I was backing into the closest wall and sliding down to the floor before he could finish his sentence. The skirt of my dress gathered at my knees, and I looked down at the boots laced over the pale skin of my legs. I placed my head in my hands and let one tear fall across my cheek.
“No, no, no,” I shook my head as I whispered over and over, “n-”
“Clarissa,” I heard a tiny voice next to me.
“Owen where is she…” a deep voice followed the tiny chirp that spoke my name.

I peered from the gap in between my fingers. A woman with ebony curls ending at her shoulders and a crisp look of concern placed a hand on my shoulder. Behind her, a man with hair like the sun tapped his foot.
“Mom,” I said and threw my arms around her neck.
Then I felt the sob choking me but my eyes were dry…I felt so drained.
“It’s okay baby…we’re here,” she stroked my hair and made soothing sounds, “don’t cry darling, we’re here.”

The man with gold hair looked down at me as if I were nothing but a beggar in the streets. I would have thought he would try to spit on me if my mom wasn’t there. I quickly looked away from his eyes that pierced through me. The thought, if looks could kill, ran through my mind as I stared at the stained glass on the walls. Owen walked over and helped me to my feet.
“Hello John,” I said and put my hand out.
He looked at my hand like it was a snake coiled to strike, “Clarissa.”
He nodded, and pulled my mother down the aisle towards a row of seats with reserved signs placed on the red velvet.
“Let’s go,” Owen said and pulled me after them.

I tried to make myself comfortable in the chair, but it felt like I was trying to settle into ice. My legs itched to run out of this crowd and I began breathing in short gasps. We sat there for an hour listening to family members reciting favorite poems or stories, until it was my turn to speak. My mother walked past me with a tear streaked face and wrapped me in a hug before taking her seat again. I felt the warm tears on my shoulder and brushed them away with my finger tips. I stood, with shaking hands, and faced the crowd after I walked up the short steps.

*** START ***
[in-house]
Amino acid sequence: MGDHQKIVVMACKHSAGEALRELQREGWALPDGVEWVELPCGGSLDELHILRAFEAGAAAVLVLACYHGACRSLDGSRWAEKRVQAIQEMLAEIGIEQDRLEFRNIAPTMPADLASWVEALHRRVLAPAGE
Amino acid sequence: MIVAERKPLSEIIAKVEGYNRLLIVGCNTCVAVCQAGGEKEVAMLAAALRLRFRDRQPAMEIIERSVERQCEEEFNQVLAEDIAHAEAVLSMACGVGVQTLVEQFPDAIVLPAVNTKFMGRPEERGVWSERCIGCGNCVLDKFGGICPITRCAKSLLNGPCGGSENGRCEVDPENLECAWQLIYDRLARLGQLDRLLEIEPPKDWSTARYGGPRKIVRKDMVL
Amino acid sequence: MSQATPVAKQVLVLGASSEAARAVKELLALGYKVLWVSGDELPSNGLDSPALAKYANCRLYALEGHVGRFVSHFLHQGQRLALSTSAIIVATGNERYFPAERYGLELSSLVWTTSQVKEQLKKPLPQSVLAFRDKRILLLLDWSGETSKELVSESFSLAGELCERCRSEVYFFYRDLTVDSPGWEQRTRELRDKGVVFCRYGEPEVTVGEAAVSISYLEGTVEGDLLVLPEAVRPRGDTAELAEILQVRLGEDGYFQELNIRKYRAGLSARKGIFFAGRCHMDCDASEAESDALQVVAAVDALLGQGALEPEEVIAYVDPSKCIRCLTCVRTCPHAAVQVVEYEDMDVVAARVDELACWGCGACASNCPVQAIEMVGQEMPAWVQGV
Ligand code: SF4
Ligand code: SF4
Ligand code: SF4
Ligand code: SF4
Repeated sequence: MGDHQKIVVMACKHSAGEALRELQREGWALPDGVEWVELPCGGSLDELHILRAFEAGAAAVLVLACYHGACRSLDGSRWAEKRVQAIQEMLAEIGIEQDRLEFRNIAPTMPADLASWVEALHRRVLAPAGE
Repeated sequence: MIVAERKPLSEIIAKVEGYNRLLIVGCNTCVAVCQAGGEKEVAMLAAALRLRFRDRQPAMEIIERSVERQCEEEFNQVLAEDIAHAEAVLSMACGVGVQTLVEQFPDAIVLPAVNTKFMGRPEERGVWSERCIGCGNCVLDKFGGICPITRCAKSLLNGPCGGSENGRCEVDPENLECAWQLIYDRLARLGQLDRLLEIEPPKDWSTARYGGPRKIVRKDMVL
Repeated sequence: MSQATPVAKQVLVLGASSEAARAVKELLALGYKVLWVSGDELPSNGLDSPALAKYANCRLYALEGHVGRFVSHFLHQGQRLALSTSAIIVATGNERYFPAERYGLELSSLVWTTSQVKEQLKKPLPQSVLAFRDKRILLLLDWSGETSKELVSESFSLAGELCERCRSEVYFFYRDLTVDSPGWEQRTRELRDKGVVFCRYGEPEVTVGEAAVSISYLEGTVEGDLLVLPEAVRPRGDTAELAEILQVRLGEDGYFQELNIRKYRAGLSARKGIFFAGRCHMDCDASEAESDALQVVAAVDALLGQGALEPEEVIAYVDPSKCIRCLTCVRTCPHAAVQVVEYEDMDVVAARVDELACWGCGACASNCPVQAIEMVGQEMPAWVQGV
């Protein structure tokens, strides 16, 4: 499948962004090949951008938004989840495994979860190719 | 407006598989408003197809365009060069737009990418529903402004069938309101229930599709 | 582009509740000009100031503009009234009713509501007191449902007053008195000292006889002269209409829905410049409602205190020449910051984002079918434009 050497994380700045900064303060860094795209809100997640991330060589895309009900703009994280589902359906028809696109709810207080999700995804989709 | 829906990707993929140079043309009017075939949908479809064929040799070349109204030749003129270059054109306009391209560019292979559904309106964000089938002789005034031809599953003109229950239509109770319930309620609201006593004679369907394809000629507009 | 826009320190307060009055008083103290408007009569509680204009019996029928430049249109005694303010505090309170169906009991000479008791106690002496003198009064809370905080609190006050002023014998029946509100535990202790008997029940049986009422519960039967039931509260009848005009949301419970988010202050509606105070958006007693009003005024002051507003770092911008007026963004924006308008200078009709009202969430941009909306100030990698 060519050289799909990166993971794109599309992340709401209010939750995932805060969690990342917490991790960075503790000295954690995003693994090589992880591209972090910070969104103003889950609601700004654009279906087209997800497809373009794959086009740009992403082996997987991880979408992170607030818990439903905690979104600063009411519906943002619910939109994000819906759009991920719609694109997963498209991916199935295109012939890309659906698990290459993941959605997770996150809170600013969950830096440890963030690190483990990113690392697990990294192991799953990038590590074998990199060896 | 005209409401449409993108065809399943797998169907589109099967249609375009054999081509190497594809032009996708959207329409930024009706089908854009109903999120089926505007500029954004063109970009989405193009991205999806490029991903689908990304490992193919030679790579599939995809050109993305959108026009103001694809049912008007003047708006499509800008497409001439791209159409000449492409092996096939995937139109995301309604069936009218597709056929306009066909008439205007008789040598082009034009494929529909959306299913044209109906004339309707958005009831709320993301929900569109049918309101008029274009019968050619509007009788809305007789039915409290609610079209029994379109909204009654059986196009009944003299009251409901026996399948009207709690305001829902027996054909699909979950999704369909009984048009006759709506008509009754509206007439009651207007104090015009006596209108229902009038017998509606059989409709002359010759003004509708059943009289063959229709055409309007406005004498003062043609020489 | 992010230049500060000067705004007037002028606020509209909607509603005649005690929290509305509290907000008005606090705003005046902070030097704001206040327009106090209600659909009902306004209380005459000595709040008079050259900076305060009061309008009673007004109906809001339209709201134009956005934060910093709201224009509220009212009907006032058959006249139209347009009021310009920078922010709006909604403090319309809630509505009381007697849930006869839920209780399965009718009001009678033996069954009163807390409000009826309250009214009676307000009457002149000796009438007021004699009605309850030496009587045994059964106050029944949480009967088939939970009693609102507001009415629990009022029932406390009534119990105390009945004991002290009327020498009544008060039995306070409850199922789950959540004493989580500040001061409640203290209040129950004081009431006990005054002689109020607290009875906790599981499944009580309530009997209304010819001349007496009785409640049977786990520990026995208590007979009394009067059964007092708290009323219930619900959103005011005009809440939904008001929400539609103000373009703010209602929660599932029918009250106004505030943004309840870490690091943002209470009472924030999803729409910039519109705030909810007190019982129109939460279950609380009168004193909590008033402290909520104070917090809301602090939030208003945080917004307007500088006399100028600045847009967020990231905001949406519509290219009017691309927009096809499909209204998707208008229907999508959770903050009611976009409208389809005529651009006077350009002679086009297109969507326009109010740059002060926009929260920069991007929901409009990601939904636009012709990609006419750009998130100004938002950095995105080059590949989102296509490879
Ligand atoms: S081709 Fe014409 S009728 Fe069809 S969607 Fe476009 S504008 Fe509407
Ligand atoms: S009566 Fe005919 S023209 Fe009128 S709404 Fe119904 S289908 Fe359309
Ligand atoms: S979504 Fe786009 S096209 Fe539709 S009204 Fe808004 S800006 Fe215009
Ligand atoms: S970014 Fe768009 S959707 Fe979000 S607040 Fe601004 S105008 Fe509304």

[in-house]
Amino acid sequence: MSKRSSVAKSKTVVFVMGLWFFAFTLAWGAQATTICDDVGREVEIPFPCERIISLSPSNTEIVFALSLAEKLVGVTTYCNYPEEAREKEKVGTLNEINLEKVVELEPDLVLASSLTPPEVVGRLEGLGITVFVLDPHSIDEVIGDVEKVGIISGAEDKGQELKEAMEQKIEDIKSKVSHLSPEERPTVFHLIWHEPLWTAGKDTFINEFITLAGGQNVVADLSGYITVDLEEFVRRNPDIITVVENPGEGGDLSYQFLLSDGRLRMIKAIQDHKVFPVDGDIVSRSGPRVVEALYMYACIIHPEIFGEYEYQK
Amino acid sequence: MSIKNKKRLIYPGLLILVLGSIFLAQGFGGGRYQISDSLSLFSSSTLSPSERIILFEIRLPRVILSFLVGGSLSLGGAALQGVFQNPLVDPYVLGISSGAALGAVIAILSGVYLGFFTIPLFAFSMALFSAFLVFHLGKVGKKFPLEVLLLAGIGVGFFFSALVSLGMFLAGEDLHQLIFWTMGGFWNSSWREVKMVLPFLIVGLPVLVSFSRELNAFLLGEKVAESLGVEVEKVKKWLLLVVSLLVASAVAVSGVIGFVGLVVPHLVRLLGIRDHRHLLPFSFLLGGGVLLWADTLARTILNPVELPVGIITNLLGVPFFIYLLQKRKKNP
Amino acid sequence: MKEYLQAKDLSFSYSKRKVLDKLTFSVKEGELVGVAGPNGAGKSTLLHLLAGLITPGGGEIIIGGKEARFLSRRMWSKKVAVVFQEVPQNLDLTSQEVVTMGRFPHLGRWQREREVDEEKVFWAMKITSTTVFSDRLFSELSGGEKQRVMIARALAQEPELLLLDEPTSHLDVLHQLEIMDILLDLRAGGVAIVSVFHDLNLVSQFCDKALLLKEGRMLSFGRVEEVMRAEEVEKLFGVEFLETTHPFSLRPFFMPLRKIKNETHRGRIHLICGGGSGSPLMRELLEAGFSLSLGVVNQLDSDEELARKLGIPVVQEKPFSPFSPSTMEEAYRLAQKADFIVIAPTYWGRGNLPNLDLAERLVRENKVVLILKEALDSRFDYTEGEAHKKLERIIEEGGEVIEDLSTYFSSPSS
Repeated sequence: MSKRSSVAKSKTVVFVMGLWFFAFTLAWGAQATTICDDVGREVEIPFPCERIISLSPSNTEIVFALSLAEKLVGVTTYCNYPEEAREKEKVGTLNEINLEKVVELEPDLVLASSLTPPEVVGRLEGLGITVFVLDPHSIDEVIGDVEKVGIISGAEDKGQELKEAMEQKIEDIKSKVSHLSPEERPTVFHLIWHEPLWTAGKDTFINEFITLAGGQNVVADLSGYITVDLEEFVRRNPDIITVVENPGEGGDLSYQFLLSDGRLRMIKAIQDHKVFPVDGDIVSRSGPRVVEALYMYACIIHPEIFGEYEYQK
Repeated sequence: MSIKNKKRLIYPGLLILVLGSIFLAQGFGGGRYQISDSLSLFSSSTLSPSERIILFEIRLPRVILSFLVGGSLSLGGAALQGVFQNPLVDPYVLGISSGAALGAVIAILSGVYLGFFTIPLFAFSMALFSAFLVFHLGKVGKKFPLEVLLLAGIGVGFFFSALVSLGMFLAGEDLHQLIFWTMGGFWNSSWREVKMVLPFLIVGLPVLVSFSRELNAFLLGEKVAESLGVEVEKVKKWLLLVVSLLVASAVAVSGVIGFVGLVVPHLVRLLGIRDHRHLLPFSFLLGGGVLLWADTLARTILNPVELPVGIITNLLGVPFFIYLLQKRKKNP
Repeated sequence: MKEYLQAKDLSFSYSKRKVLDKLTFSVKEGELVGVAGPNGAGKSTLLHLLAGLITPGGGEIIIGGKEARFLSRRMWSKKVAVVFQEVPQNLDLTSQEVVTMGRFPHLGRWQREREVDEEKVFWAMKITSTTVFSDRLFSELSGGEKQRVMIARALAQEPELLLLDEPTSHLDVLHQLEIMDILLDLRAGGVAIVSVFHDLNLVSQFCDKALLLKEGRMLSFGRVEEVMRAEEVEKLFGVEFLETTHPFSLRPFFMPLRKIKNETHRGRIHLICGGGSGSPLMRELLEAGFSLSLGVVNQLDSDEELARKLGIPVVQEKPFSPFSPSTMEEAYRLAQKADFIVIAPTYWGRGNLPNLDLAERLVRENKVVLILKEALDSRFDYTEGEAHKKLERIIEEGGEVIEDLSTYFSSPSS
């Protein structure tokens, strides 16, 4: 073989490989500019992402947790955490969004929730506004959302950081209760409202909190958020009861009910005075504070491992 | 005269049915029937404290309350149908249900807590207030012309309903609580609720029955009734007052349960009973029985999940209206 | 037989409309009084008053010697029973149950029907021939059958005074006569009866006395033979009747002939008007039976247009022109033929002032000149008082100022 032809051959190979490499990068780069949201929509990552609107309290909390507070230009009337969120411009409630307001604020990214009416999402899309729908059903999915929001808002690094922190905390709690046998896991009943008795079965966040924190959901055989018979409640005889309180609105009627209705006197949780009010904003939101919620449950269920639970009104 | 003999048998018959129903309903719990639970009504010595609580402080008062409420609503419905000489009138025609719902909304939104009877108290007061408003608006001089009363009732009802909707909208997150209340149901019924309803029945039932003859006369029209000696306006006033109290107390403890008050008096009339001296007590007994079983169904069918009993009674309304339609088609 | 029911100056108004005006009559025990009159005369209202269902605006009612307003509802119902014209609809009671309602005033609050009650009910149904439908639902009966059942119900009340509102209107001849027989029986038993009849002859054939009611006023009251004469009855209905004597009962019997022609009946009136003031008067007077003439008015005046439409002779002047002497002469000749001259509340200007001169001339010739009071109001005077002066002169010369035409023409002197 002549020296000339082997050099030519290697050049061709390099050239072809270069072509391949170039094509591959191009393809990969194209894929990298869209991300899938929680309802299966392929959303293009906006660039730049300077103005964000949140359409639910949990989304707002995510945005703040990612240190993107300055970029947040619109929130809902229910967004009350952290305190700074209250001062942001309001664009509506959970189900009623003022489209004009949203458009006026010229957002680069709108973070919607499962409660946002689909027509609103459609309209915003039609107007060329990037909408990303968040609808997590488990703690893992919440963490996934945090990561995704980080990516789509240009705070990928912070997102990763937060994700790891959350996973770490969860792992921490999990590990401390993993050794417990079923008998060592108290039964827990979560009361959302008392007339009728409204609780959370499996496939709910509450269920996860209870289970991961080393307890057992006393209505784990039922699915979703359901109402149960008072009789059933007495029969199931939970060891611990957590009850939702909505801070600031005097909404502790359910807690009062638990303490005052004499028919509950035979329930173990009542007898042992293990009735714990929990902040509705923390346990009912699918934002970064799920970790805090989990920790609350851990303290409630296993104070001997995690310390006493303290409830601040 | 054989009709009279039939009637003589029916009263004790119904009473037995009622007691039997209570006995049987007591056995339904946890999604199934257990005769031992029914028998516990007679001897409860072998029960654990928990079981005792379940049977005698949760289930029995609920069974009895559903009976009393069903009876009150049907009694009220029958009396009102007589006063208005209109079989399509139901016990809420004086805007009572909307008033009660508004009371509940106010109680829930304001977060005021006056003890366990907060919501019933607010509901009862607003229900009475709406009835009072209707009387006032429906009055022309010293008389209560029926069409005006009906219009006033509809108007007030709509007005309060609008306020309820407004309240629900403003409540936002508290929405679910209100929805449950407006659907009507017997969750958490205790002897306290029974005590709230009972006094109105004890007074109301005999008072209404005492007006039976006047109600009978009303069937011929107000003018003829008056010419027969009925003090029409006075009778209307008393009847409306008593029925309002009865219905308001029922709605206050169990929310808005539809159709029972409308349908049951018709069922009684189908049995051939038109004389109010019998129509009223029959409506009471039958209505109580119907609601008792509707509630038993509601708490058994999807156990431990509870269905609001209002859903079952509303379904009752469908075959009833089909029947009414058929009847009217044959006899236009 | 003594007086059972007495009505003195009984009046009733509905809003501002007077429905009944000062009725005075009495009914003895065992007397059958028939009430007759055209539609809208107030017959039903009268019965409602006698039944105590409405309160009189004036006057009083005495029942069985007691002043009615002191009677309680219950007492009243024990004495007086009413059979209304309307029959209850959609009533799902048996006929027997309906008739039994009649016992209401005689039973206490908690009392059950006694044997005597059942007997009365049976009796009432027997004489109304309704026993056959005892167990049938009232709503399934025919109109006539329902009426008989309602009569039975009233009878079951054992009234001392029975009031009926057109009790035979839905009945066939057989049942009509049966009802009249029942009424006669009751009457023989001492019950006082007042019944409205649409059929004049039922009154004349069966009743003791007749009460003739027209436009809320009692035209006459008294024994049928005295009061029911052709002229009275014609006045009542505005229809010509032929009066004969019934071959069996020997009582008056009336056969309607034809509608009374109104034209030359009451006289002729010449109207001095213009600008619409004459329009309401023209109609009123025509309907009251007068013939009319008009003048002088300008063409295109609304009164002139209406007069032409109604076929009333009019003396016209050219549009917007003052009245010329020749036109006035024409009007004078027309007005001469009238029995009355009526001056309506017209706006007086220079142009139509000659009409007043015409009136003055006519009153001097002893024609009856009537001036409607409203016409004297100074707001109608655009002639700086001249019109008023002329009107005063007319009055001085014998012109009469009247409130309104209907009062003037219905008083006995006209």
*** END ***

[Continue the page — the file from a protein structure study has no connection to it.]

“Hello,” I mumbled, and walked over to the wooden altar to rest my hands on.

I tapped my fingers on the surface of the glossy wood, then I remembered my note I had written. I reached into the rough leather of my boot and pulled out a piece of parchment. It was stained with tears, and I tried to smooth the edges before I spoke.
“Annabelle, was a girl who would light up the room when she stepped through the door. She was the kind of girl you would find playing with imaginary friends in our front yard. She was the kind of girl who had no fear…she went where ever her feet carried her,” I paused, looking at the elegant chandelier as the tears began to swell, hoping the light would push them back into my head.